2. Do the lessons together as a class. I used Nearpod before I was teaching via distance learning, because I think the tool lends itself well to in-class instruction.

Nearpod itself is a free to use on the Silver version, and there are many free resources available. Note, however, that there are some limitations to the free version. You can only have 40 students on at one time, which will be more than enough for most elementary teachers. But this is something to consider if you teach multiple sections of one class.

However, it’s very similar to TeachersPayTeachers in the sense that the most appealing lessons are purchased for a one-time fee.

If you’re great at creating engaging lessons, you can actually sell them on Nearpod for an additional revenue stream. 😉

Cost: There are several pricing plans to choose from when using Nearpod:

  • Silver (free)
  • Gold ($120 per year, or $10 monthly)
  • Platinum ($349 per year, or $29 monthly)
  • School and district plans would be built based on needs and quotes

Google Classroom Compatibility: One huge benefit of using Nearpod, is the ease of syncing with Google Classroom. If your school or class uses Google Classroom for your LMS (Learning Management System),

Ease of Use: 6/10. This website is not as intuitive as many others on the market. But once you have a handle on it, Power Spelling can save you a ton of time and stress in the classroom.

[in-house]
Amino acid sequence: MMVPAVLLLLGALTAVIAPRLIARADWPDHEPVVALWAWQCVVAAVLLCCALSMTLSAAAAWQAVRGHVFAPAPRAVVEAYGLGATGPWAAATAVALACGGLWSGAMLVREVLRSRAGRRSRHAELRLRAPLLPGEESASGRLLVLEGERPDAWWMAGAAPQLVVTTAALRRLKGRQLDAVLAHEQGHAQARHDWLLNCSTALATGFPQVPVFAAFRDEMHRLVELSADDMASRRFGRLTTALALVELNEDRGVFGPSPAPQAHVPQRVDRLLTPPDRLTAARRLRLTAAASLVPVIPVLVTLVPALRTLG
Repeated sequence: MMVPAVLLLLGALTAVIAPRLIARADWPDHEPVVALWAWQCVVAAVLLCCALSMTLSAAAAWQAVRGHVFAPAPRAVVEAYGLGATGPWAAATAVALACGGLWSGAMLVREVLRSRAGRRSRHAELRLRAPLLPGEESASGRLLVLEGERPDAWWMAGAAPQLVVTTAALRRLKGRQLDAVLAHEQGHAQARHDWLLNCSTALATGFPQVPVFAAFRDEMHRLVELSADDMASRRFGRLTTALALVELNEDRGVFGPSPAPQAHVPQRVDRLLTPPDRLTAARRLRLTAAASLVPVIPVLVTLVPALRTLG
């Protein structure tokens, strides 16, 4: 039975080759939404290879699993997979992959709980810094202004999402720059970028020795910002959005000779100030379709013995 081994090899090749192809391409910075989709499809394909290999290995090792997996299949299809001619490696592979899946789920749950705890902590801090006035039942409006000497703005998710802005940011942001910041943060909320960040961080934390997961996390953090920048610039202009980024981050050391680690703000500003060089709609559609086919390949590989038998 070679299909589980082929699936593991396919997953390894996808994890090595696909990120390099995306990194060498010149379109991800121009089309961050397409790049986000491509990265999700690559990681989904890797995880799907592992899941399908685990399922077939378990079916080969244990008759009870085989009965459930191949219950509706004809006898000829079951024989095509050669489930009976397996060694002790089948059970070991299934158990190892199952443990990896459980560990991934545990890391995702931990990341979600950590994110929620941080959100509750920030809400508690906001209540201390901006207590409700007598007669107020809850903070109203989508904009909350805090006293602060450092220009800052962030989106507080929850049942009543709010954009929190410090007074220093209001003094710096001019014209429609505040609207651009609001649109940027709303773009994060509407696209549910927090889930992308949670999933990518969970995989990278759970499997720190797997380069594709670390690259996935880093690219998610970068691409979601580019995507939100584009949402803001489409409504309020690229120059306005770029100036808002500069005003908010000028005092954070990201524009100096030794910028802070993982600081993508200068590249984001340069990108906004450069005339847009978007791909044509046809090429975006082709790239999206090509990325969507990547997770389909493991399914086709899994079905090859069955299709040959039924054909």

Using Dreamscape in Your Google Classroom

Dreamscape is a great example of teaching reading through gamification.

It’s basically an MMORPG (Massive Multi-player Online Role-Playing Game, for you non-gamers!), that’s completely age appropriate and fun for the students.

As players acquire resources, they’re able to slow down and reverse time – and build fun things in their own little designated space.

This video gives a more in-depth overview that goes into how this game bridges the gap between learning to read, and reading to learn.

I use Dreamscape for ongoing assessment, as well as an opportunity for enrichment and reading comprehension practice.

In the classroom, the daily independent practice activities I assign to my students, look much different than they do now.